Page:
May 14

1 Sam. 22, Jn. 21
1 Sam. 23, Rom. 13

Commentary,

John 21

Our Lord shows Himself to His disciples again.  They have gone fishing, not for pleasure, but for income, probably working for Peter’s family as Peter did before Christ called him to become a fisher of men.  The Lord is making a point here.  He is showing, by His actions, that He is the same Jesus of Nazareth He was before the crucifixion.  He was just as glorious, just as Divine, and just as wonderfully mysterious then as He is now, and now as He was then.  He is worthy of their worship, obedience, and most sacrificial love because He is the Word become flesh.  It is their misunderstanding of His nature and mission that must change, not Him.  They must begin to conform to His will, not He to theirs.  Thus, He calls them “children” (5).  In this He identifies Himself with the Father, and them with His creation.  He is their Lord and their God; they are His creation, His sheep, and His children.  This is a bold statement of Christ’s Divinity.  He shows His identity, and, authority, with the sign of the fish (5-7).  As God, He is Master of the sea and the fish.  They do His will, as He commands.

“Naked” (7), does not mean without all clothing.  The Greek word means he has removed his outer cloak, much as a man might remove his shirt today.

Our Lord continues to show Himself as God by inviting the disciples to eat of His miraculously prepared meal (12-14).  Do not be disturbed by the words of verse 14.  John knows the Lord has appeared at other times, and has even recorded His appearance to Mary at the tomb.  John is saying this is the third appearance of Jesus to the disciples, not the third appearance of the resurrected Lord.

Our Lord now gives Peter the opportunity to choose Christ, rather than deny Him as he had done in Jerusalem.  On that night, Peter had loved his own life and hopes more than he loved Christ.  Now, beside Galilee, where Peter had walked on the water, seen the Lord still the storm, and on whose shores he had seen multitudes fed and sick people healed, heard the Sermon on the Mount, and answered the call to become a fisher of men, he is given another chance to love Christ with all his heart, soul, and mind.  Our Lord uses a slightly different metaphor here.  We might say fishing for men has an evangelistic meaning to it, while feeding the sheep emphasises the care of the Church.  Either metaphor bids Peter to leave his nets again, and take up his vocation in the pastoral ministry of Christ’s Church. If Peter does this, it will cost him his life (18, 19).  He will   die on a cross, just as his Lord died.  The very thing he sought to escape when he denied Christ three times, will, at last, end his earthly life.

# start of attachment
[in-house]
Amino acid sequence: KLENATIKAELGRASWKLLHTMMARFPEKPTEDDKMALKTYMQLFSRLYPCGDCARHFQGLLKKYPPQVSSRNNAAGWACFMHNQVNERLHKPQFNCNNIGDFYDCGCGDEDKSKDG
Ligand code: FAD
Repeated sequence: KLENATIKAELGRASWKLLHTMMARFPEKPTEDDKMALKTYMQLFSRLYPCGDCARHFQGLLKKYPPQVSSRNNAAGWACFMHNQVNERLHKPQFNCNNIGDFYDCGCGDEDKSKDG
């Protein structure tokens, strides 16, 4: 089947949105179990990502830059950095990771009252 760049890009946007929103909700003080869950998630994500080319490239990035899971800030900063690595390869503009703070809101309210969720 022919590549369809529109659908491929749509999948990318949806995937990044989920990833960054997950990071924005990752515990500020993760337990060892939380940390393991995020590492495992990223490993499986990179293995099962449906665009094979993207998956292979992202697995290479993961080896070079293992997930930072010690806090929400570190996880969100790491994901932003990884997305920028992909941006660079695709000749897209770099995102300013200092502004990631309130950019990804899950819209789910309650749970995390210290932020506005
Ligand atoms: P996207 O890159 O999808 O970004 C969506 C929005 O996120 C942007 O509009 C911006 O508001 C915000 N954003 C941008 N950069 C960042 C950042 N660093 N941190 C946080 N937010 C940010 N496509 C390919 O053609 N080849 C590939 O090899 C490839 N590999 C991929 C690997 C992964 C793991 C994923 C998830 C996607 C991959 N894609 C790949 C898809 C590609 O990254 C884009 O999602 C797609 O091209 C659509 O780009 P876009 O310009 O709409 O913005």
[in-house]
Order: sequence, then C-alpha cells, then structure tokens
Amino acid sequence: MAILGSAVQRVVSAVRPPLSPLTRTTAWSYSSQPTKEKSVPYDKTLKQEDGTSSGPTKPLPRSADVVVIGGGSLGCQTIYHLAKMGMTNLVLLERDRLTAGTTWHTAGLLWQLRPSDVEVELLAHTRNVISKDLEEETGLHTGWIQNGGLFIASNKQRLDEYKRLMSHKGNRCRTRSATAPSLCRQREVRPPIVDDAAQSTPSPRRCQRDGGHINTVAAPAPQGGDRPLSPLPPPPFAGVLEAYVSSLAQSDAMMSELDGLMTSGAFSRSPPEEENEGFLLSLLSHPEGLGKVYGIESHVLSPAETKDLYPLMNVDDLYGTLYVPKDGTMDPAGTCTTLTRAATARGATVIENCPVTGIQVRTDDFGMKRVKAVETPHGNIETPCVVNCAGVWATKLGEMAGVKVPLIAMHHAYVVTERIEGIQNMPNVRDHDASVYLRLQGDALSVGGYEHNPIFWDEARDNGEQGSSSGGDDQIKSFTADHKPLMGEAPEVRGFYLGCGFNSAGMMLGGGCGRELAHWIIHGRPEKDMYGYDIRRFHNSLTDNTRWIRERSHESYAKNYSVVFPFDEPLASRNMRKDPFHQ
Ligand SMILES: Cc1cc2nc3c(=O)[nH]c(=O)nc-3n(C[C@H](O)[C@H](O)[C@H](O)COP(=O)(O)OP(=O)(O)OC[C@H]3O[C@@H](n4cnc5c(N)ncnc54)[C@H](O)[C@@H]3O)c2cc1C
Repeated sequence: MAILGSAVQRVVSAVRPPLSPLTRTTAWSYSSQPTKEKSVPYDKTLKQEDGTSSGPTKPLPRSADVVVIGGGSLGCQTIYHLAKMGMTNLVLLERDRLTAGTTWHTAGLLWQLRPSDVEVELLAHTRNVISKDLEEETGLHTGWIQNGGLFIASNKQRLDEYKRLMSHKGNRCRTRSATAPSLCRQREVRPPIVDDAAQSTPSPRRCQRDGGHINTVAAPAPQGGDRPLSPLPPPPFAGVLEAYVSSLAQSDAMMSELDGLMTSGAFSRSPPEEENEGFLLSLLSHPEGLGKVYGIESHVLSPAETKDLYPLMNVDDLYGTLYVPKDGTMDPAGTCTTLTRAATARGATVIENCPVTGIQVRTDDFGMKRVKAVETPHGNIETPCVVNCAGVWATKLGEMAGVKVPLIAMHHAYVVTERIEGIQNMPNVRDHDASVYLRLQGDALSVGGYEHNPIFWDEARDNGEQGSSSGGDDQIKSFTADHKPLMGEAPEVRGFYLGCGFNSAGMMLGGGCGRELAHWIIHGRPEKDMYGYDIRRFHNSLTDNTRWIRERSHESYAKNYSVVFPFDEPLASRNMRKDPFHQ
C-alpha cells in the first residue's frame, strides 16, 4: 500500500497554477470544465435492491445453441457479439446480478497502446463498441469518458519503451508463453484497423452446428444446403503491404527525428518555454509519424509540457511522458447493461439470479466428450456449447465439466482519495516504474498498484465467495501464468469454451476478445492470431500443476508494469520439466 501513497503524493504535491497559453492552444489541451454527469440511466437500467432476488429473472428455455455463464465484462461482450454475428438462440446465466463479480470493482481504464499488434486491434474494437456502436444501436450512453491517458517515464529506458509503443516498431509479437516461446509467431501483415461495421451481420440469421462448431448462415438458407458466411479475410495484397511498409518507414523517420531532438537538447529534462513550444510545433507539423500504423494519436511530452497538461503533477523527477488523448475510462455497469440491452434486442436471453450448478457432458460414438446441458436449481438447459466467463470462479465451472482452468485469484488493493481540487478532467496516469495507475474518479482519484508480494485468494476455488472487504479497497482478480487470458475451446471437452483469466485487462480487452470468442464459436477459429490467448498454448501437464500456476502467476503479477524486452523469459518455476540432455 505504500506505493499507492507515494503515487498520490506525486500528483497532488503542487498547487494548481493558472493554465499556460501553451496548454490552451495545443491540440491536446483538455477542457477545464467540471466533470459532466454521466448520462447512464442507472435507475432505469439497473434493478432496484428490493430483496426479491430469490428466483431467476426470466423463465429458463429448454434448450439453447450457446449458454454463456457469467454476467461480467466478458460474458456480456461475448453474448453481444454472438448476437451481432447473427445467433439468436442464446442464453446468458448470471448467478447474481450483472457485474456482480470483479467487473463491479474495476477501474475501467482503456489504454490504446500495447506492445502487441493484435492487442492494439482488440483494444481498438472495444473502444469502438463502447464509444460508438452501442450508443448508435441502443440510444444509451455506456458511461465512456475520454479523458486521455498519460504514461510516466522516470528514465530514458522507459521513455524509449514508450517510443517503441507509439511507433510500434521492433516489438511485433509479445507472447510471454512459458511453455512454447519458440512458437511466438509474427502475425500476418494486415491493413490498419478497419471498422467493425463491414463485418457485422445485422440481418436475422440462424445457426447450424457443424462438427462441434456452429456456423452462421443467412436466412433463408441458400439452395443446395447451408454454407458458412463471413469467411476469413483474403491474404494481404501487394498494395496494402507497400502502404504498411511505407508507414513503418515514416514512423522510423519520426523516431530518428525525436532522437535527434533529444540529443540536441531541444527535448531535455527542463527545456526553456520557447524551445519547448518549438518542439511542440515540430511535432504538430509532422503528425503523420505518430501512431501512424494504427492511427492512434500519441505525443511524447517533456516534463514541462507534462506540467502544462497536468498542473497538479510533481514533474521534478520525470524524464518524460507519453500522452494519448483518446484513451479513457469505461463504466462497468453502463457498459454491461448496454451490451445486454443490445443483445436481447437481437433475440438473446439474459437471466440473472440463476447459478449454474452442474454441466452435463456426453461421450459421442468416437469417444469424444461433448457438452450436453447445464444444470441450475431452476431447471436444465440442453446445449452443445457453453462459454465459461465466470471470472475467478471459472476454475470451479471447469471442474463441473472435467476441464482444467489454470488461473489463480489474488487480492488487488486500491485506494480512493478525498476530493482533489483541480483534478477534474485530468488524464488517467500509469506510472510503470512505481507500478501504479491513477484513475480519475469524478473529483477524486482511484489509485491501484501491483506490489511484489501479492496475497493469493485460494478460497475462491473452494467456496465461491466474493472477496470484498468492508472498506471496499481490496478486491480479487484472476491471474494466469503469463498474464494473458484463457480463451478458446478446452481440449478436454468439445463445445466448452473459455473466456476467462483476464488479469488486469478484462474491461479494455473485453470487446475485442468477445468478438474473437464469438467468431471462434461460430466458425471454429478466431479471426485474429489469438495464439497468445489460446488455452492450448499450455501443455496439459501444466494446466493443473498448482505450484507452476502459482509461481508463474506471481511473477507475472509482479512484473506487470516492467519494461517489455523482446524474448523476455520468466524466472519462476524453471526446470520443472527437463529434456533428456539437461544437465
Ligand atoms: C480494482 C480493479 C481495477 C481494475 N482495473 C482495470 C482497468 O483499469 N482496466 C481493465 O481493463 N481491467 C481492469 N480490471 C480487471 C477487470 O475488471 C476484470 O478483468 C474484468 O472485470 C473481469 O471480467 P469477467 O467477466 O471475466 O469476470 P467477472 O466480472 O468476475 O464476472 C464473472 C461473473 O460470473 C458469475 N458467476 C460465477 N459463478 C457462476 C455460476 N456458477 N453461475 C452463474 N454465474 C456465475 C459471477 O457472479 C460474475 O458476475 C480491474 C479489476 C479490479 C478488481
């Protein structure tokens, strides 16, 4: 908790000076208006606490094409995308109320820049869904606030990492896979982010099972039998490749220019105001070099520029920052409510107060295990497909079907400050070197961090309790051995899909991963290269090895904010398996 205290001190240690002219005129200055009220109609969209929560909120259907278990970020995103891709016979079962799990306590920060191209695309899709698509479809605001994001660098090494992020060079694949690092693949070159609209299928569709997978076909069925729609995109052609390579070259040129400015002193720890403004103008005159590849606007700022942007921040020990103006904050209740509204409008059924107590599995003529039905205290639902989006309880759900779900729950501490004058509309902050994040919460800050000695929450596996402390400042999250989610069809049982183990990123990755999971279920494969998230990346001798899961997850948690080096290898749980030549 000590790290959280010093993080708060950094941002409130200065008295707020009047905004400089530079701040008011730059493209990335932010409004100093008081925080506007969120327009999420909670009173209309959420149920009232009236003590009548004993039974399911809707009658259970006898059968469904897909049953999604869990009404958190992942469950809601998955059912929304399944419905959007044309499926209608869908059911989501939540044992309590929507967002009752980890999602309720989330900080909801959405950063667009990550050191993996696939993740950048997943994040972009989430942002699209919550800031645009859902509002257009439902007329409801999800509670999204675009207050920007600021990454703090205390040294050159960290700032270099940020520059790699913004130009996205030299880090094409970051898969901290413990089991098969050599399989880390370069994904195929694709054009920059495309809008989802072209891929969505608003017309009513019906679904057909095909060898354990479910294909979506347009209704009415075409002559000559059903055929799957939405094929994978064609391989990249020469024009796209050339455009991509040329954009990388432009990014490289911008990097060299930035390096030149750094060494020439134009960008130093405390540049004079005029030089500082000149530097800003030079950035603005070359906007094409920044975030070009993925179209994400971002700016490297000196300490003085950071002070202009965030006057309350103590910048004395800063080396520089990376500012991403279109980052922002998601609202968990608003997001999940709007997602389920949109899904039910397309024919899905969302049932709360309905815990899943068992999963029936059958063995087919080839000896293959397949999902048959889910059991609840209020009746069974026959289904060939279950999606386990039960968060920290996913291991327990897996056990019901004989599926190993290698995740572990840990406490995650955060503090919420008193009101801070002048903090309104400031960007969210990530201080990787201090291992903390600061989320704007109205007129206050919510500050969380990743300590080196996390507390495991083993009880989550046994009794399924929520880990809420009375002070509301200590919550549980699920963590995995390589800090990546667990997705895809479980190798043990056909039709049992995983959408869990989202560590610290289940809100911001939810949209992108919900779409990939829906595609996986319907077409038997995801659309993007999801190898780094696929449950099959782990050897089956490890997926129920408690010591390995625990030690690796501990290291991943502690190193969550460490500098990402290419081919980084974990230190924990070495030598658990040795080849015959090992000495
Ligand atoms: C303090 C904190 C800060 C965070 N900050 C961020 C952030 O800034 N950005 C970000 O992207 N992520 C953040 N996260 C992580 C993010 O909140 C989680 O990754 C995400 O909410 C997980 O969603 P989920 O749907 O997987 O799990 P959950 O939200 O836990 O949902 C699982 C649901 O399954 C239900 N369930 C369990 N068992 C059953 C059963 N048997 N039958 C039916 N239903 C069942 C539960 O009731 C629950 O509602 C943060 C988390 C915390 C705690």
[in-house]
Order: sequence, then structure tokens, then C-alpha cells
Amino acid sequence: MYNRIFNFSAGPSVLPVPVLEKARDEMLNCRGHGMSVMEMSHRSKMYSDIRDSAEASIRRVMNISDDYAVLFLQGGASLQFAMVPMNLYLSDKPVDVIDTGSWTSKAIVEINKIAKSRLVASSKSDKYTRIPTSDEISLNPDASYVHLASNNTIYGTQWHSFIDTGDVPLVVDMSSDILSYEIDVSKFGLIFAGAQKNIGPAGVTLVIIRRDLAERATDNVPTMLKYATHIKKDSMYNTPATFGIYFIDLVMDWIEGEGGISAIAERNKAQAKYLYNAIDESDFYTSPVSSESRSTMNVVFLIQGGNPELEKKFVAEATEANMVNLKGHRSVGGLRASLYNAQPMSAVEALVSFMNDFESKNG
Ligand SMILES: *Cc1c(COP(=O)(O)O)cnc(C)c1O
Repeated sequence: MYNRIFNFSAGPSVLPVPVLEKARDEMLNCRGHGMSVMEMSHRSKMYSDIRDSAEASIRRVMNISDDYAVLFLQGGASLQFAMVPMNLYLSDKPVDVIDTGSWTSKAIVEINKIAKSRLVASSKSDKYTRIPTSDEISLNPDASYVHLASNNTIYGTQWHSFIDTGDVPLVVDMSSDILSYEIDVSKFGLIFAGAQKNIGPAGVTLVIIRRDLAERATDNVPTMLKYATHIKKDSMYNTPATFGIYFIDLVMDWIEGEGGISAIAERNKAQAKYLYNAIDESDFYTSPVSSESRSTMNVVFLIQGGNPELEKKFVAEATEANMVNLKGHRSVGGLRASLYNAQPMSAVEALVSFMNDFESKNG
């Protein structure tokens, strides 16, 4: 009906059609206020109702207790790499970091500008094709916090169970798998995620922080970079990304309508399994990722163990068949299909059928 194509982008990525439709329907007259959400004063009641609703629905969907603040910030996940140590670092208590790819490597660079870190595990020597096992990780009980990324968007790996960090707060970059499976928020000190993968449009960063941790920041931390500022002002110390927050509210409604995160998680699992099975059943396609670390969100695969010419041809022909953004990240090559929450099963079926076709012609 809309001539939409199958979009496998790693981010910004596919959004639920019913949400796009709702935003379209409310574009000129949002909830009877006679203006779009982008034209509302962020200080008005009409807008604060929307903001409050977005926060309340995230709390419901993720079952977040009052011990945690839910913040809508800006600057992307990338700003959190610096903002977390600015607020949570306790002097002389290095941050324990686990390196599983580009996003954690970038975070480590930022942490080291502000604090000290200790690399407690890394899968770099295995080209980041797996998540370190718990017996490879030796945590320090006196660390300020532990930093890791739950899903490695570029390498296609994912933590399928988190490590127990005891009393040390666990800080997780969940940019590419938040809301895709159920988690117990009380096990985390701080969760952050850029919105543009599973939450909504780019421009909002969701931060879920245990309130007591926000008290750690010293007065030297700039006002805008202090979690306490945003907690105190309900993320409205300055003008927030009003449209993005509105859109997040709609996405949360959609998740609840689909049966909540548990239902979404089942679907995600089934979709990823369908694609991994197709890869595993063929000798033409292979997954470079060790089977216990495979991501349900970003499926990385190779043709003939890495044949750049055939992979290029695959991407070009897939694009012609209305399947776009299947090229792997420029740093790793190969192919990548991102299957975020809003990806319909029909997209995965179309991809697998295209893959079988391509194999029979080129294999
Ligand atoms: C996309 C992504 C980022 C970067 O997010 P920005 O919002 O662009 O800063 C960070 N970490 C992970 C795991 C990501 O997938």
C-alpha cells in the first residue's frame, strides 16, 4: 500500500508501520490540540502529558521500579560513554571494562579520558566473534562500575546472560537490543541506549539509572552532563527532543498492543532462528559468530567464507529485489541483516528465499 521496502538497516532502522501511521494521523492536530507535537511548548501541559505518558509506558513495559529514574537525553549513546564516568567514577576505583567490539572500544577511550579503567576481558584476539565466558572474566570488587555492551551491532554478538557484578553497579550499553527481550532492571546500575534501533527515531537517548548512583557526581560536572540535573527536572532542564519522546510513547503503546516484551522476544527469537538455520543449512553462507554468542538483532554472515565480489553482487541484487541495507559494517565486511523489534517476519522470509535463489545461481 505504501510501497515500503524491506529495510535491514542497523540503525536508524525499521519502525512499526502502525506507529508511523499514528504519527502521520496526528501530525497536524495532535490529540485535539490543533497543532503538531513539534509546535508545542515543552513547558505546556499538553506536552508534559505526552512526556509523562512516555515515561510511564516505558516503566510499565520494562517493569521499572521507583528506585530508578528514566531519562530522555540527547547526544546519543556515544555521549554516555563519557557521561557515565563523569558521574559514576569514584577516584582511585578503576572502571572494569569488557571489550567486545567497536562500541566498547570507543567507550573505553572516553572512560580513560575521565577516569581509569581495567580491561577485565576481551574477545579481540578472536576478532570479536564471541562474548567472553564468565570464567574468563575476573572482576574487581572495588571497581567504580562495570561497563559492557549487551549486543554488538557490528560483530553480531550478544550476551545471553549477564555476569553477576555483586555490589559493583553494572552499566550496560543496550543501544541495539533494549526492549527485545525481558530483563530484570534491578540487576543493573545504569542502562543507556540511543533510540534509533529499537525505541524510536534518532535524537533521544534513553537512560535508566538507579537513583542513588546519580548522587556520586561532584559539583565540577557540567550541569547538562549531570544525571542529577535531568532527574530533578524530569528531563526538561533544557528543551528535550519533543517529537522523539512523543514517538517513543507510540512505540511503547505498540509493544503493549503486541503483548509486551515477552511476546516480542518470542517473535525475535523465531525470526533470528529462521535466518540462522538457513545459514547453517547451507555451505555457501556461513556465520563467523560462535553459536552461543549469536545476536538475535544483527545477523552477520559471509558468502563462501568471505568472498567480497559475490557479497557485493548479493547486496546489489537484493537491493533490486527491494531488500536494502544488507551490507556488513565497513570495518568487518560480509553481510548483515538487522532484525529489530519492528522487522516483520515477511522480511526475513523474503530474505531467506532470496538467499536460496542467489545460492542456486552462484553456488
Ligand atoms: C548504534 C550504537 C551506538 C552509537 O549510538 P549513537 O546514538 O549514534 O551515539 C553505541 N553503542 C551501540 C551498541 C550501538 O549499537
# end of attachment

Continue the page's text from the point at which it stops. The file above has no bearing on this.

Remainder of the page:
It is as though our Lord asks Peter,  Do you now love Me more than you love the sea, and the security of  home and family and a comfortable income?  Do you now love Me more than you love your own life?  If you do, then return to your calling.  I called you to become a fisher of men.  I now call you back to that same vocation.  Will you do this, Peter?  do you love Me that much?

Peter, still unsure, asks, But what about the others?  What about John?  Why don’t You ask them these same questions?

Leave them to me, Peter.  I have My plans for their lives, too, but they are not your concern.  Your concern is what you are going to do.  How much do you love Me?  “Follow thou Me” (22).


After an explanatory note about John (23, 24), the Gospel closes with an assertion that the Lord did many other things, not recoded in this book, and the world is not big enough to be a library to hold all that would need to be written about Him.  But there is an implied reference here back to 19:31, “these are written that ye might believe that Jesus is the Christ, the Son of God; and that believing ye might have life through His name.”  It also implies that we ought to look at the conversation with Peter in 15-22, putting ourselves in Peter’s place.  Will you love Christ above all else, even your own life? Will you follow Him, regardless of what the world, or the Church does?  “Lovest thou Me more than these?”